With the Divisional control unit relocated and designated a “forward mobilising control” a number of appliances were held in readiness under the command of a nominated senior officer who dispatched the appliances into the riot zone. The control room at Croydon had been instructed not to mobilise fire engines into the Brixton area but to refer all calls to the forward mobilising control. Fire engine crews were fully briefed of the prevailing situation and strict observance of the necessary changes to normal firefighting techniques because of the very real threat posed to personnel by the rioters.
Painting a picture in words to anyone not directly involved in this situation, over those prolonged fraught hours, is difficult if not impossible. This would be subsequently deemed a major ‘civil disorder’. It was a breaking news story. It went global. But not in todays terms of our instant 24 hour news coverage. The wider public woke up to graphic images of the street violence, the aftermath of the destruction that had erupted on South London streets. Sunday morning newspapers, the BBC and ITV news bulletins covered the events in great detail.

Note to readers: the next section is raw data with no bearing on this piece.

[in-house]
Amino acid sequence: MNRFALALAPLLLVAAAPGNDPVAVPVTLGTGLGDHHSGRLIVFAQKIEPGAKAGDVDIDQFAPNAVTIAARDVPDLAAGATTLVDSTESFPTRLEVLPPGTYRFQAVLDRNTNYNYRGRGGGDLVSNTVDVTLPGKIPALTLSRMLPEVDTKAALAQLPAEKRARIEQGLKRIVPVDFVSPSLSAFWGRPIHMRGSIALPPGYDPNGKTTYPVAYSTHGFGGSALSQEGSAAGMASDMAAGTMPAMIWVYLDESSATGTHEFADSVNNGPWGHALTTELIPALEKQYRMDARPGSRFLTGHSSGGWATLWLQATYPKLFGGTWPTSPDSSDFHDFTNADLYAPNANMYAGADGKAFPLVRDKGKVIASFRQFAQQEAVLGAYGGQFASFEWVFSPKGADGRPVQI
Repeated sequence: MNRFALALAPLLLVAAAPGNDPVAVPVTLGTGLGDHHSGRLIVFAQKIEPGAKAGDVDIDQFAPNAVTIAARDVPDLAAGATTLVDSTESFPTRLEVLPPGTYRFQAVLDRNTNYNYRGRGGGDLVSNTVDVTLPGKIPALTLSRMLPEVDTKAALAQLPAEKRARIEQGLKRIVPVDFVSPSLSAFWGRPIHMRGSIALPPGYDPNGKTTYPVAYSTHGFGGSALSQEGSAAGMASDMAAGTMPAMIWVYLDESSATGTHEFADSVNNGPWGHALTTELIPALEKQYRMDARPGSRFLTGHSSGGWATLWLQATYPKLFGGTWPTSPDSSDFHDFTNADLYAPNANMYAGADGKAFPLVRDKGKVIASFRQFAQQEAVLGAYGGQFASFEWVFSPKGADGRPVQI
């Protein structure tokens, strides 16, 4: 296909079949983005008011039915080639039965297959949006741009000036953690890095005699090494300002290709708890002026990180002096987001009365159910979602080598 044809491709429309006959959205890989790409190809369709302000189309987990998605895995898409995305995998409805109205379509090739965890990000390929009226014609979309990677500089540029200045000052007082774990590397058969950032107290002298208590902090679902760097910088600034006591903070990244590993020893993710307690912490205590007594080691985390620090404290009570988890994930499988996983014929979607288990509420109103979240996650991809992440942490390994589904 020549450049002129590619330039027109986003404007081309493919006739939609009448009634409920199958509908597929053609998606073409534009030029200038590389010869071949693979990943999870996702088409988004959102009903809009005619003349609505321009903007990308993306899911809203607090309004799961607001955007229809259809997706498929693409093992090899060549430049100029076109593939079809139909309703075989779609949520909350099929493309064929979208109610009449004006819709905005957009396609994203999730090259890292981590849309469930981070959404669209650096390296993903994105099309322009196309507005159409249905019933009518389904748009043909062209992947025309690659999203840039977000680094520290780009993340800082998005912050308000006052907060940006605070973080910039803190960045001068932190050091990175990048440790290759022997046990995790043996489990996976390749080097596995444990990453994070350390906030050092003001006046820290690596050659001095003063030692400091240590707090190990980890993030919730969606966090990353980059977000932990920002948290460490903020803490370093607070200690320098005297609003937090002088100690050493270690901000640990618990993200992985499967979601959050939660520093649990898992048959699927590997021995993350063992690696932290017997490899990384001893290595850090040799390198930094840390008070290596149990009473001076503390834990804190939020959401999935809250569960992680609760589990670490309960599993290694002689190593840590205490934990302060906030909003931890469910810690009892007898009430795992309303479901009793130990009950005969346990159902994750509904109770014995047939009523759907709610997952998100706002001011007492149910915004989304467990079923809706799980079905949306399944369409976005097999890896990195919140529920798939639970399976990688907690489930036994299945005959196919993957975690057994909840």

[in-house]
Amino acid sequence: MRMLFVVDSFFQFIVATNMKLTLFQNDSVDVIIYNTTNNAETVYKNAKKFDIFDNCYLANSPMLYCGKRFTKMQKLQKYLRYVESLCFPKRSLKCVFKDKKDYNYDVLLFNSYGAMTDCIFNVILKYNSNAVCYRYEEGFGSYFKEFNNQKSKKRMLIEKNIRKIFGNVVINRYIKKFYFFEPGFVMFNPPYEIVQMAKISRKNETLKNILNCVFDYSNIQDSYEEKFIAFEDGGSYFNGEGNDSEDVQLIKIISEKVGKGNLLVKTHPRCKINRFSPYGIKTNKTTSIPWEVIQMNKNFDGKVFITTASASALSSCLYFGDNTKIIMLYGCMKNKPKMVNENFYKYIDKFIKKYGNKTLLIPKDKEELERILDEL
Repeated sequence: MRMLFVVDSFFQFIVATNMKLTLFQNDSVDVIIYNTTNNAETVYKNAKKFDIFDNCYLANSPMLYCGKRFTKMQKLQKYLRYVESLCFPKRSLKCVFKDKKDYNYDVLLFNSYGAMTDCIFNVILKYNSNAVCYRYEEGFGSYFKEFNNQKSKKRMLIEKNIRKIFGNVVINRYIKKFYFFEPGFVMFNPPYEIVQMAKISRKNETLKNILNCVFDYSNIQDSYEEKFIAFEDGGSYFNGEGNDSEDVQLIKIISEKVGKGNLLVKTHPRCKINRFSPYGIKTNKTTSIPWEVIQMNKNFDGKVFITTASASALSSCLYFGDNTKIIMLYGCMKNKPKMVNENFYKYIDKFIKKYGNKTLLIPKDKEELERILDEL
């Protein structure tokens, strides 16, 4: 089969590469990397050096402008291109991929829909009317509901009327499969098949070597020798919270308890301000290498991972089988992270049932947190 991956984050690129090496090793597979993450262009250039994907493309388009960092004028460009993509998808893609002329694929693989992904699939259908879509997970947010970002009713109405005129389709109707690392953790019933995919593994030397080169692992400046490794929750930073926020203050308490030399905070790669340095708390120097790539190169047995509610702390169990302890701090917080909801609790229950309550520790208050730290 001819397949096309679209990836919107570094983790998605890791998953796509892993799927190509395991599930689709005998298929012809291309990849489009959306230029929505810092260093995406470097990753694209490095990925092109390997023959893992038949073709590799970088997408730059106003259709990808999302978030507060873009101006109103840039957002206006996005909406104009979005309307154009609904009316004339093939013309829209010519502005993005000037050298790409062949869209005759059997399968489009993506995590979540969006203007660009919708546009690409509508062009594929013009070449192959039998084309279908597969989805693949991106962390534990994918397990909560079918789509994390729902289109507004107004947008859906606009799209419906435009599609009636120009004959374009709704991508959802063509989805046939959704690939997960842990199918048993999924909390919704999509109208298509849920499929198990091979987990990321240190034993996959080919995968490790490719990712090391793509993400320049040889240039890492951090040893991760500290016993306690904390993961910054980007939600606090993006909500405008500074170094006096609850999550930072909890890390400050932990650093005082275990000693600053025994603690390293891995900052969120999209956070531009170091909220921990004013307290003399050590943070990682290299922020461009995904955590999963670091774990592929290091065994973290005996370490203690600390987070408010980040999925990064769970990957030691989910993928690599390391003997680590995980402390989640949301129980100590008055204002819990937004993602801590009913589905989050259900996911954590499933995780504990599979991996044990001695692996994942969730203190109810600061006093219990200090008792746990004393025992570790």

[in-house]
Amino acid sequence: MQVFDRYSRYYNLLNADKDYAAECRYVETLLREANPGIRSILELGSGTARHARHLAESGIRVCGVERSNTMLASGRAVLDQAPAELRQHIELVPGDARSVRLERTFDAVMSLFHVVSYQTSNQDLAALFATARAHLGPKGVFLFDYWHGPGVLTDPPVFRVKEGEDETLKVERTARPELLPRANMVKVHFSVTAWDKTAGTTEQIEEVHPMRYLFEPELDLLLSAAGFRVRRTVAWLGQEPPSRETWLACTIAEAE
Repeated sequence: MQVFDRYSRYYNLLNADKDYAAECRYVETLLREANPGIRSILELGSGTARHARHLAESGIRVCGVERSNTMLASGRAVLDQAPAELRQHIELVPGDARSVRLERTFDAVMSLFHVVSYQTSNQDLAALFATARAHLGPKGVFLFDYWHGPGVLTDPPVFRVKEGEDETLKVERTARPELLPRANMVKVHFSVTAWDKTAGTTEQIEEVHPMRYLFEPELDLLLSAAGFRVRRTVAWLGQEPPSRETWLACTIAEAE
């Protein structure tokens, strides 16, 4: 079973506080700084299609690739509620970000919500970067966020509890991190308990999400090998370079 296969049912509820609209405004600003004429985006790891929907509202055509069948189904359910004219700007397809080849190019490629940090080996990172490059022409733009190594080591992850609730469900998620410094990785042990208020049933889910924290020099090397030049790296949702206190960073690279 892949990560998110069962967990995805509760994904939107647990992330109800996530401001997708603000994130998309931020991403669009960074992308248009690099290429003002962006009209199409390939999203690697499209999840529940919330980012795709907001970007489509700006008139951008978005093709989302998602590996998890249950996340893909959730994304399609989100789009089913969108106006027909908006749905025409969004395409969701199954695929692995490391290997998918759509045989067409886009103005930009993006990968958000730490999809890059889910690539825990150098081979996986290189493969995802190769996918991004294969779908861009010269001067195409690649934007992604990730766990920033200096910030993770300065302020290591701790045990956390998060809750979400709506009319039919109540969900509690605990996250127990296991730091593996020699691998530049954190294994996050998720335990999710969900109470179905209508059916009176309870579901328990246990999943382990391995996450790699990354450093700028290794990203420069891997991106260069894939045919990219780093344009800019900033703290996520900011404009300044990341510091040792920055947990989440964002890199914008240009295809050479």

Brian Butler was not the only one to face severe challenges that night. The acting Station Officer of Brixton’s Green Watch, Chris Giles, had to fight a most serious fire, involving a three storey public house, with only two fire engines and eight firemen. Something which in the normal course of events would have demanded eight fire engines plus special supporting crews. Needless to say the pub, which was well alight when the crews arrived, was a burnt out shell by the early hours of the Sunday morning. However the crews fought hard and successfully prevented the fire spreading to other adjoining property.
Saturday night turned to Sunday morning. A massive police presence was mobilised. Reinforcements, from all over London, arrived in Brixton. Despite their weight in numbers the police tactics remained one of containment. Something that those rioting on the streets took scant regard of as their ferocious ‘hit and run’ attacks kept the police engaged and the fire brigade crews under the ever present threat of serious harm from this wanton violence. However, the plans put into action by Brian Butler were working and to good effect. The fact that injury to fire brigade personnel was restricted to a relatively small number was largely due to his presence of mind and his leadership qualities.
By the early hours of Sunday morning it was possible for Brian Butler to escort the Chief Fire Officer, Ron Bullers, to see for himself the plans Brian Butler had put in place and to view the work of his firemen on the ground. Both Brian Butler and the Chief were impressed, but not surprised, by the highest possible commitment from members of the Brigade who had demonstrated, in so many ways, the finest qualities required of a firemen.